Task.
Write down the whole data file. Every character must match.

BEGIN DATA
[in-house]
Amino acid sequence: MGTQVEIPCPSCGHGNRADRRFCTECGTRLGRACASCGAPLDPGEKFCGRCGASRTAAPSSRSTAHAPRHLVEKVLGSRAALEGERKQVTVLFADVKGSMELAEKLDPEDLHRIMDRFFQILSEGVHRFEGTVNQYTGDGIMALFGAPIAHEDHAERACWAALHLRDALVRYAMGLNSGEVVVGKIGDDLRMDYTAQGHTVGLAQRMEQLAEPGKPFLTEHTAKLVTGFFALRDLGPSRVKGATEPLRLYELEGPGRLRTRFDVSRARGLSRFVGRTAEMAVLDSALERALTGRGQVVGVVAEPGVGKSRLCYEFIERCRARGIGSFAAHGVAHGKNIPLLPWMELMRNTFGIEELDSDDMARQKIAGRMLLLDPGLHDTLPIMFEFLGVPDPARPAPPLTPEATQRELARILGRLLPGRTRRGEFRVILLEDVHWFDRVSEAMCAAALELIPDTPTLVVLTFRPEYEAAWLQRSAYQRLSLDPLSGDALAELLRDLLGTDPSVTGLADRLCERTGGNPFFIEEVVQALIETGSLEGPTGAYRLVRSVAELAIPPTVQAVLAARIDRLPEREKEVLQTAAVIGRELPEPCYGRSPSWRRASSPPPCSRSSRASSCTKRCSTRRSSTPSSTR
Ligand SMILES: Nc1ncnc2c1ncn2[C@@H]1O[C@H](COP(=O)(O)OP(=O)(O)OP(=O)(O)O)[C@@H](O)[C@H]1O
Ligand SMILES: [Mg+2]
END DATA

[in-house]
Amino acid sequence: MGTQVEIPCPSCGHGNRADRRFCTECGTRLGRACASCGAPLDPGEKFCGRCGASRTAAPSSRSTAHAPRHLVEKVLGSRAALEGERKQVTVLFADVKGSMELAEKLDPEDLHRIMDRFFQILSEGVHRFEGTVNQYTGDGIMALFGAPIAHEDHAERACWAALHLRDALVRYAMGLNSGEVVVGKIGDDLRMDYTAQGHTVGLAQRMEQLAEPGKPFLTEHTAKLVTGFFALRDLGPSRVKGATEPLRLYELEGPGRLRTRFDVSRARGLSRFVGRTAEMAVLDSALERALTGRGQVVGVVAEPGVGKSRLCYEFIERCRARGIGSFAAHGVAHGKNIPLLPWMELMRNTFGIEELDSDDMARQKIAGRMLLLDPGLHDTLPIMFEFLGVPDPARPAPPLTPEATQRELARILGRLLPGRTRRGEFRVILLEDVHWFDRVSEAMCAAALELIPDTPTLVVLTFRPEYEAAWLQRSAYQRLSLDPLSGDALAELLRDLLGTDPSVTGLADRLCERTGGNPFFIEEVVQALIETGSLEGPTGAYRLVRSVAELAIPPTVQAVLAARIDRLPEREKEVLQTAAVIGRELPEPCYGRSPSWRRASSPPPCSRSSRASSCTKRCSTRRSSTPSSTR
Ligand SMILES: Nc1ncnc2c1ncn2[C@@H]1O[C@H](COP(=O)(O)OP(=O)(O)OP(=O)(O)O)[C@@H](O)[C@H]1O
Ligand SMILES: [Mg+2]